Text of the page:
Icehenge

My introduction to Kim Stanley Robinson (it was a good one).

August 14, 2017Filed under Art#book reviews#mars#science fictionMarkdown source

I keep my book review ratings simple—they’re either required, recommended, recommended with qualifications, or not recommended. If you want the TL;DR, this is it:

Recommended: this is good sci-fi—the kind that makes you think while also being a bit of a page-turner.


Kim Stanley Robinson comes highly recommended, so in a moment of overwhelming need to read science fiction the other evening, I snagged a novel of his in ebook form, and read it over the weekend. I loved it.

Do you remember being 6? I have only the barest glimmers of it. An image will come rushing back sometimes, of something I experienced then—a moment of delight, or horror, all at once, full of sensation and bright color and feeling. Or a smell will bring something from my teenage years back: cut grass makes me think of two-a-day practices for football, without fail. But the past is behind me in a way that is hard to describe, and which I have often thought about, but rarely so much as in the days I was reading (and in the days since finished reading) this little novel about the politics of Mars and a slowly-colonizing Solar System.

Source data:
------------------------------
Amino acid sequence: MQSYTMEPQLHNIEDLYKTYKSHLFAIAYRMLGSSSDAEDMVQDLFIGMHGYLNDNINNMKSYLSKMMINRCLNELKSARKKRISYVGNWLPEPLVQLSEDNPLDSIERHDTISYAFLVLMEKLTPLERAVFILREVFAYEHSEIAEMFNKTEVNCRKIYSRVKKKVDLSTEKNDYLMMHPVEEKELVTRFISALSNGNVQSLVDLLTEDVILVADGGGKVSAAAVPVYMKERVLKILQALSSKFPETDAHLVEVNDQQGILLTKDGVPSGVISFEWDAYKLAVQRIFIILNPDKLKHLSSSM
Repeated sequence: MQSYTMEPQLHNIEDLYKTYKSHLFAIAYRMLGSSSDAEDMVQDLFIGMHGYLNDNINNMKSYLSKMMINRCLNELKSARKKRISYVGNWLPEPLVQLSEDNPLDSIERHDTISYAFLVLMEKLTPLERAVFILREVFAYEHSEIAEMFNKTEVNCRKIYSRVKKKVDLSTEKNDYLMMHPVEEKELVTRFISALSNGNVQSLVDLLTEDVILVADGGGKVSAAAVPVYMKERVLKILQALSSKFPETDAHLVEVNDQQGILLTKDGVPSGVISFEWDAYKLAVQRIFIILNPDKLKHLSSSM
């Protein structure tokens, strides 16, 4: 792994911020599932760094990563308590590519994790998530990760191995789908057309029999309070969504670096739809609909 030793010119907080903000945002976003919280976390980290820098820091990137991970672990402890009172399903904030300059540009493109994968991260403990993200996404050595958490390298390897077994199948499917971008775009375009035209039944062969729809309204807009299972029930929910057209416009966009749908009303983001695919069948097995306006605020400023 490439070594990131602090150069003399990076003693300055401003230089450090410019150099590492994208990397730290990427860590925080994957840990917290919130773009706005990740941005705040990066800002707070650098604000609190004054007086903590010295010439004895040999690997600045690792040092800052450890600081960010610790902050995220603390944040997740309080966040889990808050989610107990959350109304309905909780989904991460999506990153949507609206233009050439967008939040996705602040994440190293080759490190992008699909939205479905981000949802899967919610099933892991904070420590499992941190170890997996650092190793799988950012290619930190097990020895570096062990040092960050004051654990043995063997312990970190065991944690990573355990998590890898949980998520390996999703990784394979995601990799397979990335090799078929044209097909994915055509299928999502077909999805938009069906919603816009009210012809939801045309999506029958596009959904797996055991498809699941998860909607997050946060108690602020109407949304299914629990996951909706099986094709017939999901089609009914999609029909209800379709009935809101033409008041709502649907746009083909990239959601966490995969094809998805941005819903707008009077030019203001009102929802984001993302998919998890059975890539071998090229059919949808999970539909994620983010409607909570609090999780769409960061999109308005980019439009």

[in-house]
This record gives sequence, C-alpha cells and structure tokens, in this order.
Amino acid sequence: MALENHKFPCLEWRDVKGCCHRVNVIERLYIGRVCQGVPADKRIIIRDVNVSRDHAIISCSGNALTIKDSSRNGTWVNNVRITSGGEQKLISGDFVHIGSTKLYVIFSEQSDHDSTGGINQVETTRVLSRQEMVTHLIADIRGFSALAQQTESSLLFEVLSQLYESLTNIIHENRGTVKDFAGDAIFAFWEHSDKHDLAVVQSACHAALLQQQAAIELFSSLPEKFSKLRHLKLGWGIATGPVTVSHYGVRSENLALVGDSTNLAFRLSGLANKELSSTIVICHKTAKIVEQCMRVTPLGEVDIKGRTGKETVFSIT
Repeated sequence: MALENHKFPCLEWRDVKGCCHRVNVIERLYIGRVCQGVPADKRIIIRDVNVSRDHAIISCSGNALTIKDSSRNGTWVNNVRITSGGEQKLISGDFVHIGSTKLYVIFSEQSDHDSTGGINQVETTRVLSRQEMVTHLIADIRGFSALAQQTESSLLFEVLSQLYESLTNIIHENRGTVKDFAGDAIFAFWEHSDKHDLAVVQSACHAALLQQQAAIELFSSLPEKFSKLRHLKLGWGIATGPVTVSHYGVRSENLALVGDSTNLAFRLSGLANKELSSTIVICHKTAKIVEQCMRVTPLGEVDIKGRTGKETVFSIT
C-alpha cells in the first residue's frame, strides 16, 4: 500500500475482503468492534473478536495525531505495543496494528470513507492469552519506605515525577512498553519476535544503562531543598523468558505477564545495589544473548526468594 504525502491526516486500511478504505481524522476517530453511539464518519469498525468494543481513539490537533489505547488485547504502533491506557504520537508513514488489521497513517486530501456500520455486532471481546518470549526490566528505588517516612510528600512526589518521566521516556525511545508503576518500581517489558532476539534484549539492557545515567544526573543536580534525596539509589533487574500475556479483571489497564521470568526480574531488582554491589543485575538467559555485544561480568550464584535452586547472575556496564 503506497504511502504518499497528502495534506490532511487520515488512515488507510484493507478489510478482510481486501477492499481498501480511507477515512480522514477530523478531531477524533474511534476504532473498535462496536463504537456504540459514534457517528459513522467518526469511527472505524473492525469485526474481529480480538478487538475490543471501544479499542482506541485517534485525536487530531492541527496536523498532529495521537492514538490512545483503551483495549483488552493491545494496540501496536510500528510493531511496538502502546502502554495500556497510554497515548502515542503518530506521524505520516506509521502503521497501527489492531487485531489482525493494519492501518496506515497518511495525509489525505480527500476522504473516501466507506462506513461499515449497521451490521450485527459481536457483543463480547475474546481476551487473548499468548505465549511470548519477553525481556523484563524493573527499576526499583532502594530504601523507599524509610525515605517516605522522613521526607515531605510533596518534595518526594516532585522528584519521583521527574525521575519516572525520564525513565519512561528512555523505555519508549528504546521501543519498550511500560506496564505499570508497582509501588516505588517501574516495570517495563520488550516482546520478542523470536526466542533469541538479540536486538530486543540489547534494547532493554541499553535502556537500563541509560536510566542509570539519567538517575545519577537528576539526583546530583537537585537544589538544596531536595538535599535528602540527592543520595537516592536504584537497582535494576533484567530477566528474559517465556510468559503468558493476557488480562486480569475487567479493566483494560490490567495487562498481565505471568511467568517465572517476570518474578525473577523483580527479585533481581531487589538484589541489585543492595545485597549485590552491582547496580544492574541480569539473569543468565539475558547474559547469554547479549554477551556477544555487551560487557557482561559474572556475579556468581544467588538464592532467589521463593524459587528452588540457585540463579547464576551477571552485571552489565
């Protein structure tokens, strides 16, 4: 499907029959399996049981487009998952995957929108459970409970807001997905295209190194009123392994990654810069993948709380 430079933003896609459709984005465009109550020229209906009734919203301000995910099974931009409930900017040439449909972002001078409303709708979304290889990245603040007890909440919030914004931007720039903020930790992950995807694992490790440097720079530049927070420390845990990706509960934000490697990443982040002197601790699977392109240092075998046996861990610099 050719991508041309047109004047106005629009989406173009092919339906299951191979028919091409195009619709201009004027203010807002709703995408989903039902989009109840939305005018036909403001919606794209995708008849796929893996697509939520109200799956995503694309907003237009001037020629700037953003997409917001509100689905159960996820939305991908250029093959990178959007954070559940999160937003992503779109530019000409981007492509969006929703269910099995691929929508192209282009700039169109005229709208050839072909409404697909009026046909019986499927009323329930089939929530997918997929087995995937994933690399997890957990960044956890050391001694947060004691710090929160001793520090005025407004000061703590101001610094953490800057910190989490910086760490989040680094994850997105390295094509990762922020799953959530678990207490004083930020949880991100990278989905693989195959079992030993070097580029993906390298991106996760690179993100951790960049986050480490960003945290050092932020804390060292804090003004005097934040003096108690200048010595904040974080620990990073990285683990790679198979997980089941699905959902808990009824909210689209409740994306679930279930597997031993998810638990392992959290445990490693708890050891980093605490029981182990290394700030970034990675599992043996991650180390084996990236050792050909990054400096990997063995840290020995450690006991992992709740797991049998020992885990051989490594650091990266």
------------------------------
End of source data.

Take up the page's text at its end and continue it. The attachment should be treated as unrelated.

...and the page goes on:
Because Icehenge, its name notwithstanding, really isn’t much at all about a massive Stonehenge-like construction, all of ice, on Pluto. It’s about memory, and what it would be like to live to 600 in a body that ages slowly but with a mind still incapable of holding on to the past, and the stories we tell to make sense of the world, and the hunger for truth, and the things that get in the way of the pure pursuit of the truth, and power, and loneliness, and what the past means and how we get at it in the present.

I expect to be reading considerably more of KSR.